Chad Jennings (Journal News): 1. Cabrera, 2. Trout, 3. Davis
Oddly enough, I think I would have voted for Trout last year. This year, I was simply overwhelmed by Cabrera’s offensive production. In my mind, the most important thing a position player does is hit, and Cabrera is the game’s best hitter coming off a remarkably productive year. Whether his hitting outweighs his lack of speed and his defensive struggles is hard to say. I believe it does. I also put less emphasis on his defense because he’s clearly playing out of position, and doing so strictly because it makes the Tigers better. The fact he played hurt and helped keep the Tigers in the division lead played some part in my decision, but a relatively small part. Ultimately, I’m glad my vote isn’t the only one that counts. I can’t pretend I have this figured out. I simply have an opinion. I’m skeptical of defensive metrics, and although I give the WAR stat significant consideration, I think it’s flawed and can’t be the end of the discussion. I guess the decision of Cabrera vs. Trout depends on what you value and how you view the award. I don’t think there’s a slam-dunk choice one way or the other.
Jose de Jesus Ortiz (Houston Chronicle): 1. Cabrera, 2. Trout, 3. Donaldson
I weighed the stats and seriously considered Trout at the top of my ballot. I used analytics for the first time since I’ve voted, but I also added extra points for playing on a playoff team. In that process, Cabrera barely edged out Trout on my ballot.
Tom Verducci (SI.com): 1. Cabrera, 2. Trout, 3. Davis
Mike Trout had such an amazing season it took another historic one to be considered a bit better. Miguel Cabrera’s overall and clutch hitting numbers were too good to deny. He became the first right-handed hitter to win the MLB slash triple crown (batting, on base, slugging) since World War II.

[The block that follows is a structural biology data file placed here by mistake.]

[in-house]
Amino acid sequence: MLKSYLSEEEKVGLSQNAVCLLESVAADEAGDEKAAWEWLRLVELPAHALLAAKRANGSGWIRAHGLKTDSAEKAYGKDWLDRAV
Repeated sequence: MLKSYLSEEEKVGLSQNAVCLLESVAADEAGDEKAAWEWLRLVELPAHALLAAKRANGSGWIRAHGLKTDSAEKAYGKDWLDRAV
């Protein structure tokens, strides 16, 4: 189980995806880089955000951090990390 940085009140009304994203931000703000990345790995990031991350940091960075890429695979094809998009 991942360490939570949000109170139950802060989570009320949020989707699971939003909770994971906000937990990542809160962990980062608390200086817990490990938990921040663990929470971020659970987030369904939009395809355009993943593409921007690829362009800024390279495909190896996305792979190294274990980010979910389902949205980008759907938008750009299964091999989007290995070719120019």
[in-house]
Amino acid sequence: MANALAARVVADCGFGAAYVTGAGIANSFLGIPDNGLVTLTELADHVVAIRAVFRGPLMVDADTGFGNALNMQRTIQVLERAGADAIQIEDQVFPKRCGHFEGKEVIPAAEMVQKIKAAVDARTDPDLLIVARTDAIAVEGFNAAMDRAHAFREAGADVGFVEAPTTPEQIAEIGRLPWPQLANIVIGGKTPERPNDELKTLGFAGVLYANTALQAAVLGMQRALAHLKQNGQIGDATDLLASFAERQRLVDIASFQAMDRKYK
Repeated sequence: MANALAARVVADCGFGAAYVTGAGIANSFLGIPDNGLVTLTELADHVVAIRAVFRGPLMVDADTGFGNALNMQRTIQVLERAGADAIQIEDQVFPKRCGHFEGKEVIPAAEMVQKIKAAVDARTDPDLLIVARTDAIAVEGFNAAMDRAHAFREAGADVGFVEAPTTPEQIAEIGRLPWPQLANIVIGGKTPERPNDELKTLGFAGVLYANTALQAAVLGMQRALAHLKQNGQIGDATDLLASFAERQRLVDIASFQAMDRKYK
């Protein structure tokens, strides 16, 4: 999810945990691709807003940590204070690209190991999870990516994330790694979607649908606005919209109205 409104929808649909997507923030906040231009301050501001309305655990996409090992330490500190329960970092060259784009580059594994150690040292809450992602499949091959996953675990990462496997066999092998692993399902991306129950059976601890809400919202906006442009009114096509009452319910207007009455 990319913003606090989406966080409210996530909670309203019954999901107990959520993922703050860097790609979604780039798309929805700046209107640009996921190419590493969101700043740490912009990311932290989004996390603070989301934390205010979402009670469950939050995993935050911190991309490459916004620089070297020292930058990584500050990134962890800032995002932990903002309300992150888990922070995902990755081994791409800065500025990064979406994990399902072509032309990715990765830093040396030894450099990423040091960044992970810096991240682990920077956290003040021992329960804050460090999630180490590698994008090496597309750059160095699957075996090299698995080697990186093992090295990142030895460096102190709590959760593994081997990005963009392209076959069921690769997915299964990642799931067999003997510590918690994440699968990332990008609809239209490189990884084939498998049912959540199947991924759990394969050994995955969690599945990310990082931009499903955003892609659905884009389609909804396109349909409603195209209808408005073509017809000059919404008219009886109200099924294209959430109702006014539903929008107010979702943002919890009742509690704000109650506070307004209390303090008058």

Bill Ballou (Worcester Telegram & Gazette): 1. Davis, 2. Cabrera, 3. Donaldson (Trout 7th)
I am a strict constructionist re: “valuable”. If the award were Player of the Year, Trout would get my vote. I’m of the school that in order to have “value” you have to help your team be good, at least to the point of contending. The Angels didn’t truly contend. To fully develop that logic, players from non-contenders should not be listed on the ballot at all, but the BBWAA insists that we fill out all 10 slots, so I did, even though I did not think there were 10 worthy candidates from contending teams.
Lynn Henning (Detroit News): 1. Cabrera, 2. Trout, 3. Davis
My choice was weighted by the division title, and 93 victories, and by Cabrera’s unswerving importance to a team’s playoff presence. He is the best hitter in baseball. He plays a critical position. But the transcendent value of his bat makes him, for me, the MVP. Trout is the best player in the league. Cabrera was, in 2013, in my view, the most valuable player.
The Angels are on the verge of falling out of the playoffs for the fourth straight season, but it looks the organization will extend its streak of consecutive years drawing three million fans to the ballpark.